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An extension of Erdos and Bacon numbers is the combination of the two: a person's "Erdos-Bacon number" is the sum of their Erdos number and Bacon number. To possess a finite such a number, the individual in question must have both a chain of research papers linking them to Erdos, and a chain of films linking them to Bacon; numerous scientists and mathematicians have appeared in films, and a handful of actors have collaborated on scientific papers, so there are quite a number of people with both. What about Bacon-Tendulkar numbers? Plenty of cricketers have appeared in films, so there are likely to be some with both numbers defined. For a start, Tendulkar himself appeared in Stumped (2003) alongside Alyy Khan, who appeared in A Mighty Heart (2007) alongside Demetri Goritsas, who appeared in X-Men: First Class (2011) alongside Kevin Bacon. Thus Tendulkar's Bacon number is 3, and since....


Wednesday, April 17, 2013

Six degrees of separation ... from Tendulkar


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Given a group of people, some of whom are connected in a particular way, a natural question to ask is: how many links does it take to connect any person to any other, or to a specified 'base' person? Mathematics has the "Erdos number": someone has an Erdos number of 1 if they co-wrote a research paper with Paul Erdos, 2 if they didn't write one with Erdos but did write one with someone else who wrote one with him, and so on. Cinema has the similarly defined "Bacon number": someone with a Bacon number of 1 appeared in a film alongside Kevin Bacon, someone with a Bacon number of 2 appeared alongside someone who appeared alongside Bacon. What if we consider a similar concept for cricket? Erdos and Bacon were chosen as the 'base' individuals for their respective disciplines because they had a large number of connections:....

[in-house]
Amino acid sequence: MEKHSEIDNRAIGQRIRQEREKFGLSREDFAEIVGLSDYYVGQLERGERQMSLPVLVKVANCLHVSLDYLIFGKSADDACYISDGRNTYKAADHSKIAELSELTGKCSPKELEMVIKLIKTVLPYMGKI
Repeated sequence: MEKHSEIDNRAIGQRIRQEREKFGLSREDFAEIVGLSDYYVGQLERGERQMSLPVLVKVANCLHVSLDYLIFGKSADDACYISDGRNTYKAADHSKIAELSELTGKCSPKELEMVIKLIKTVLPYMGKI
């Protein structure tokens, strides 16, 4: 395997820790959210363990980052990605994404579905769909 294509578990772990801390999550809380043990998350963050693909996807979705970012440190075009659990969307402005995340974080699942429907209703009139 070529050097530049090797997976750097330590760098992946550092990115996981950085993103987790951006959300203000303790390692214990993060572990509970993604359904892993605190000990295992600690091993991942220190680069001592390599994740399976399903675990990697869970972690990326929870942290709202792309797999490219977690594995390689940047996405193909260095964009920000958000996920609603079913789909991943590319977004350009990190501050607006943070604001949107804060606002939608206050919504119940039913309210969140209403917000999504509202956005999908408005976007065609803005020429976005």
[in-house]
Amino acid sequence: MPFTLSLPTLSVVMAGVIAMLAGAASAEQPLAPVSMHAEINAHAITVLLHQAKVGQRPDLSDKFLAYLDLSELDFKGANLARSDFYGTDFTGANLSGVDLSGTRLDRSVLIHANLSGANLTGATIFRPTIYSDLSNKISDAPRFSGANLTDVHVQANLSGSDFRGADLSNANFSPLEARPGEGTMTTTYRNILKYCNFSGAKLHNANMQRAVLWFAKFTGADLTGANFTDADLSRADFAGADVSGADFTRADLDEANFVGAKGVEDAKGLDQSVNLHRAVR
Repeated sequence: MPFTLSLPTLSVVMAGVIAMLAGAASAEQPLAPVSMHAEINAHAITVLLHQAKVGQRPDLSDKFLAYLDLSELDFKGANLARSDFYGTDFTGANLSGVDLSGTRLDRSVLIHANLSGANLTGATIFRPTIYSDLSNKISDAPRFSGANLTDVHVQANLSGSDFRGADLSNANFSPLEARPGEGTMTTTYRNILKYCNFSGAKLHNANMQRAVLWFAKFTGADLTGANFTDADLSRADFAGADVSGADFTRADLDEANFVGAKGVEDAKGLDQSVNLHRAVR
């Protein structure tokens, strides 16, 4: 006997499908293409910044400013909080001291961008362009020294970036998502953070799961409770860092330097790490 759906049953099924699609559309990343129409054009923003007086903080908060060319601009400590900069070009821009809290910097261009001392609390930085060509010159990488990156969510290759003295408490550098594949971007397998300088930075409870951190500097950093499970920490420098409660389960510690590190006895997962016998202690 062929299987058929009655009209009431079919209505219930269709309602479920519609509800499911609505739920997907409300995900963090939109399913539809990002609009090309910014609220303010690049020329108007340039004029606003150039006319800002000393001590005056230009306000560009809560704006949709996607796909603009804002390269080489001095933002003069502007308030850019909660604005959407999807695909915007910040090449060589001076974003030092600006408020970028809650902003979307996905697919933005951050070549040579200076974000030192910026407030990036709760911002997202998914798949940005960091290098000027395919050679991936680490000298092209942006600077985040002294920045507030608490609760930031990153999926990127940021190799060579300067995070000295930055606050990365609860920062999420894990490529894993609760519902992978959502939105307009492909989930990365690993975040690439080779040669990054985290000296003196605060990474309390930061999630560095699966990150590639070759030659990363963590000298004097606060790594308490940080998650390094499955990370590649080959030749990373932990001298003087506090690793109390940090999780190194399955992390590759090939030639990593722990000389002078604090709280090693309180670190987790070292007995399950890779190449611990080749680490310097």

Wednesday, April 17, 2013

Six degrees of separation … from Tendulkar


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Given a group of people, some of whom are connected in a particular way, a natural question to ask is: how many links does it take to connect any person to any other, or to a specified 'base' person? Mathematics has the "Erdos number": someone has an Erdos number of 1 if they co-wrote a research paper with Paul Erdos, 2 if they didn't write one with Erdos but did write one with someone else who wrote one with him, and so on. Cinema has the similarly defined "Bacon number": someone with a Bacon number of 1 appeared in a film alongside Kevin Bacon, someone with a Bacon number of 2 appeared alongside someone who appeared alongside Bacon. What if we consider a similar concept for cricket? Erdos and Bacon were chosen as the 'base' individuals for their respective disciplines because they had a large number of connections:....


Wednesday, April 17, 2013

Six degrees of separation … from Tendulkar


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Given a group of people, some of whom are connected in a particular way, a natural question to ask is: how many links does it take to connect any person to any other, or to a specified 'base' person? Mathematics has the "Erdos number": someone has an Erdos number of 1 if they co-wrote a research paper with Paul Erdos, 2 if they didn't write one with Erdos but did write one with someone else who wrote one with him, and so on. Cinema has the similarly defined "Bacon number": someone with a Bacon number of 1 appeared in a film alongside Kevin Bacon, someone with a Bacon number of 2 appeared alongside someone who appeared alongside Bacon. What if we consider a similar concept for cricket? Erdos and Bacon were chosen as the 'base' individuals for their respective disciplines because they had a large number of connections:....